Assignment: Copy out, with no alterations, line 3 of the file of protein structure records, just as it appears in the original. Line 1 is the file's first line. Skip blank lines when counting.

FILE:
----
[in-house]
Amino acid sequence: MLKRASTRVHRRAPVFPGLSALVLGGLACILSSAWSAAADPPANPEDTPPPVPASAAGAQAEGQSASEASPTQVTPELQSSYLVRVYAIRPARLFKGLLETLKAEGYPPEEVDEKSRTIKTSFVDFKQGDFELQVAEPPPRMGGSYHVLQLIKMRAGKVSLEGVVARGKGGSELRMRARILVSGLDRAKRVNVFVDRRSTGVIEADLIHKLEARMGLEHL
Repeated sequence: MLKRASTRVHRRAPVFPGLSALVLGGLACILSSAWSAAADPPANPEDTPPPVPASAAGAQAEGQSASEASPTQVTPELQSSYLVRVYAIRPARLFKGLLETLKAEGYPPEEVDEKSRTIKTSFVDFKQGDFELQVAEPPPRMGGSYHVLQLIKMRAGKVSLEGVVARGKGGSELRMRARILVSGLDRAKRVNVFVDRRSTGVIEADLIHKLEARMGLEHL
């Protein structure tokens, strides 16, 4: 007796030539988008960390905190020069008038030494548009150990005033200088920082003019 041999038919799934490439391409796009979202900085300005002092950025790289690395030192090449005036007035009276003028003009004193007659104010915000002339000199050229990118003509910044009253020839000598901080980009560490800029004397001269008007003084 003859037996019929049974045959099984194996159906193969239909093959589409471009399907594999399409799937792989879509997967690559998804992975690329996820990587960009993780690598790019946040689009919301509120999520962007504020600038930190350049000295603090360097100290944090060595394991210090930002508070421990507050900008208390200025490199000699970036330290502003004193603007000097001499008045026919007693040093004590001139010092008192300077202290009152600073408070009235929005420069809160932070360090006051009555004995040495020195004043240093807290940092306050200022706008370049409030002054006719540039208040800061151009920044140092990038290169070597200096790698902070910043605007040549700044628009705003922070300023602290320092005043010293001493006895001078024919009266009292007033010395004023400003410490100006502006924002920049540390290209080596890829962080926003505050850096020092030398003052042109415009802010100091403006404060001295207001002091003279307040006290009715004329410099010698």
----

Repeated sequence: MLKRASTRVHRRAPVFPGLSALVLGGLACILSSAWSAAADPPANPEDTPPPVPASAAGAQAEGQSASEASPTQVTPELQSSYLVRVYAIRPARLFKGLLETLKAEGYPPEEVDEKSRTIKTSFVDFKQGDFELQVAEPPPRMGGSYHVLQLIKMRAGKVSLEGVVARGKGGSELRMRARILVSGLDRAKRVNVFVDRRSTGVIEADLIHKLEARMGLEHL